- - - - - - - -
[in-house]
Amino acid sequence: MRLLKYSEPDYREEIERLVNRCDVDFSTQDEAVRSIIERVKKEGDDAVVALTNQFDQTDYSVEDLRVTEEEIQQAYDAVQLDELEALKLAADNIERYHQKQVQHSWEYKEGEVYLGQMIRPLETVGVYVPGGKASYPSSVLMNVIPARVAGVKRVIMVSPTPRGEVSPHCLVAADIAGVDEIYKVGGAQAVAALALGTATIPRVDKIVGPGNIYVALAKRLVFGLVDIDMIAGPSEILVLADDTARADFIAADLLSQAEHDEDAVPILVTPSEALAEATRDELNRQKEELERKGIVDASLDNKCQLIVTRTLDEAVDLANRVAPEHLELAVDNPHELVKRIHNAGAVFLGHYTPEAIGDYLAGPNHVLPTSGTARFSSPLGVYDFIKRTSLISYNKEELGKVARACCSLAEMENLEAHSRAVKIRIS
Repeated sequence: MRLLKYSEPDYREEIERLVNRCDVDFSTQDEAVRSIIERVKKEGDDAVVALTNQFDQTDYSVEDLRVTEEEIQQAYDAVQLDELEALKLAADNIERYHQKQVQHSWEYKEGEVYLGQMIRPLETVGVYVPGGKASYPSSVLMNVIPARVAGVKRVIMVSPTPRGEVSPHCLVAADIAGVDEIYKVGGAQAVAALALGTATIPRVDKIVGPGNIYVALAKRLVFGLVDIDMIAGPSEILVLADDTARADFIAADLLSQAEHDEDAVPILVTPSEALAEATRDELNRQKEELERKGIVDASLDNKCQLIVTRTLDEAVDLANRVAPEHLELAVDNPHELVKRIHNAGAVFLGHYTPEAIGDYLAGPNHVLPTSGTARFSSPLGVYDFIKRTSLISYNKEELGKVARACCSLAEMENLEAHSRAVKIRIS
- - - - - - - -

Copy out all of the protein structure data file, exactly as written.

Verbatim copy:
[in-house]
Amino acid sequence: MRLLKYSEPDYREEIERLVNRCDVDFSTQDEAVRSIIERVKKEGDDAVVALTNQFDQTDYSVEDLRVTEEEIQQAYDAVQLDELEALKLAADNIERYHQKQVQHSWEYKEGEVYLGQMIRPLETVGVYVPGGKASYPSSVLMNVIPARVAGVKRVIMVSPTPRGEVSPHCLVAADIAGVDEIYKVGGAQAVAALALGTATIPRVDKIVGPGNIYVALAKRLVFGLVDIDMIAGPSEILVLADDTARADFIAADLLSQAEHDEDAVPILVTPSEALAEATRDELNRQKEELERKGIVDASLDNKCQLIVTRTLDEAVDLANRVAPEHLELAVDNPHELVKRIHNAGAVFLGHYTPEAIGDYLAGPNHVLPTSGTARFSSPLGVYDFIKRTSLISYNKEELGKVARACCSLAEMENLEAHSRAVKIRIS
Repeated sequence: MRLLKYSEPDYREEIERLVNRCDVDFSTQDEAVRSIIERVKKEGDDAVVALTNQFDQTDYSVEDLRVTEEEIQQAYDAVQLDELEALKLAADNIERYHQKQVQHSWEYKEGEVYLGQMIRPLETVGVYVPGGKASYPSSVLMNVIPARVAGVKRVIMVSPTPRGEVSPHCLVAADIAGVDEIYKVGGAQAVAALALGTATIPRVDKIVGPGNIYVALAKRLVFGLVDIDMIAGPSEILVLADDTARADFIAADLLSQAEHDEDAVPILVTPSEALAEATRDELNRQKEELERKGIVDASLDNKCQLIVTRTLDEAVDLANRVAPEHLELAVDNPHELVKRIHNAGAVFLGHYTPEAIGDYLAGPNHVLPTSGTARFSSPLGVYDFIKRTSLISYNKEELGKVARACCSLAEMENLEAHSRAVKIRIS